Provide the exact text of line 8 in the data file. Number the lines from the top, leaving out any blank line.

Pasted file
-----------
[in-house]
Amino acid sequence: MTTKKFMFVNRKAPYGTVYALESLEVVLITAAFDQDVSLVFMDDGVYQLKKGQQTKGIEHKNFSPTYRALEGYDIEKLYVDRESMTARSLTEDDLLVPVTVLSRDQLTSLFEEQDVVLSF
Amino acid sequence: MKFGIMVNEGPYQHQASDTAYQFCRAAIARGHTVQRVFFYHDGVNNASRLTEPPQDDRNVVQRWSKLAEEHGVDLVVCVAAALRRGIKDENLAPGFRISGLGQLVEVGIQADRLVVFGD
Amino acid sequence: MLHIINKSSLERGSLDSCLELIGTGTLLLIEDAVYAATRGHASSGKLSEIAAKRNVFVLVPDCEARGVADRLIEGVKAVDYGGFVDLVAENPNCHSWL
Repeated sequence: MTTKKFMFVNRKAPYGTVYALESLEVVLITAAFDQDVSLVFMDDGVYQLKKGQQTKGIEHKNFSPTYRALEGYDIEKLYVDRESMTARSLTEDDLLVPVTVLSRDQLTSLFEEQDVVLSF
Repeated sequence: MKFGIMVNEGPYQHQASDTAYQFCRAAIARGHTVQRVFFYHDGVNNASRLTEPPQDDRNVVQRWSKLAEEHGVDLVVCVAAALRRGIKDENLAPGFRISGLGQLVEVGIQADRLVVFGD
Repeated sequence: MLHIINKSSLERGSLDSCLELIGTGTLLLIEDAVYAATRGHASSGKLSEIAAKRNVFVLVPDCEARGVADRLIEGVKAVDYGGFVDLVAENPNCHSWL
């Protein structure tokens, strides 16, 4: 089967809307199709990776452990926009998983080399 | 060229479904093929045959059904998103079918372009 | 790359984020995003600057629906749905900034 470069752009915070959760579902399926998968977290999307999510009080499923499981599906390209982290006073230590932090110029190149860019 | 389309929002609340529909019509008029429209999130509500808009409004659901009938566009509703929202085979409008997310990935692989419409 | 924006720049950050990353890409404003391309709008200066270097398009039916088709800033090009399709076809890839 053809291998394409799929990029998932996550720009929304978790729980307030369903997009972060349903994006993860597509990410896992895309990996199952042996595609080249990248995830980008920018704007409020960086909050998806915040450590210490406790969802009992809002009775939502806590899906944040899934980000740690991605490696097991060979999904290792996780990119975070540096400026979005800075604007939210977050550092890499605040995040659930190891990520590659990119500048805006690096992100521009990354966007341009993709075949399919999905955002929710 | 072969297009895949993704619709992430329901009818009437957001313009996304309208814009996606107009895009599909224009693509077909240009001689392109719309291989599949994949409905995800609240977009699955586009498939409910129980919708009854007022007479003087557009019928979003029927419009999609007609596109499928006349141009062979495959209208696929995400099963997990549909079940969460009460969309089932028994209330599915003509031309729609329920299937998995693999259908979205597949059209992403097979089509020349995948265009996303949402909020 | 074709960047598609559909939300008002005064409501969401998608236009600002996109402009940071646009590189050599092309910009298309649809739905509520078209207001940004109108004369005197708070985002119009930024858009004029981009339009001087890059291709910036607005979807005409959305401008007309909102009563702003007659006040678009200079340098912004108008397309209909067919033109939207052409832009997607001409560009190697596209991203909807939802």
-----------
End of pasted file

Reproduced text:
């Protein structure tokens, strides 16, 4: 089967809307199709990776452990926009998983080399 | 060229479904093929045959059904998103079918372009 | 790359984020995003600057629906749905900034 470069752009915070959760579902399926998968977290999307999510009080499923499981599906390209982290006073230590932090110029190149860019 | 389309929002609340529909019509008029429209999130509500808009409004659901009938566009509703929202085979409008997310990935692989419409 | 924006720049950050990353890409404003391309709008200066270097398009039916088709800033090009399709076809890839 053809291998394409799929990029998932996550720009929304978790729980307030369903997009972060349903994006993860597509990410896992895309990996199952042996595609080249990248995830980008920018704007409020960086909050998806915040450590210490406790969802009992809002009775939502806590899906944040899934980000740690991605490696097991060979999904290792996780990119975070540096400026979005800075604007939210977050550092890499605040995040659930190891990520590659990119500048805006690096992100521009990354966007341009993709075949399919999905955002929710 | 072969297009895949993704619709992430329901009818009437957001313009996304309208814009996606107009895009599909224009693509077909240009001689392109719309291989599949994949409905995800609240977009699955586009498939409910129980919708009854007022007479003087557009019928979003029927419009999609007609596109499928006349141009062979495959209208696929995400099963997990549909079940969460009460969309089932028994209330599915003509031309729609329920299937998995693999259908979205597949059209992403097979089509020349995948265009996303949402909020 | 074709960047598609559909939300008002005064409501969401998608236009600002996109402009940071646009590189050599092309910009298309649809739905509520078209207001940004109108004369005197708070985002119009930024858009004029981009339009001087890059291709910036607005979807005409959305401008007309909102009563702003007659006040678009200079340098912004108008397309209909067919033109939207052409832009997607001409560009190697596209991203909807939802």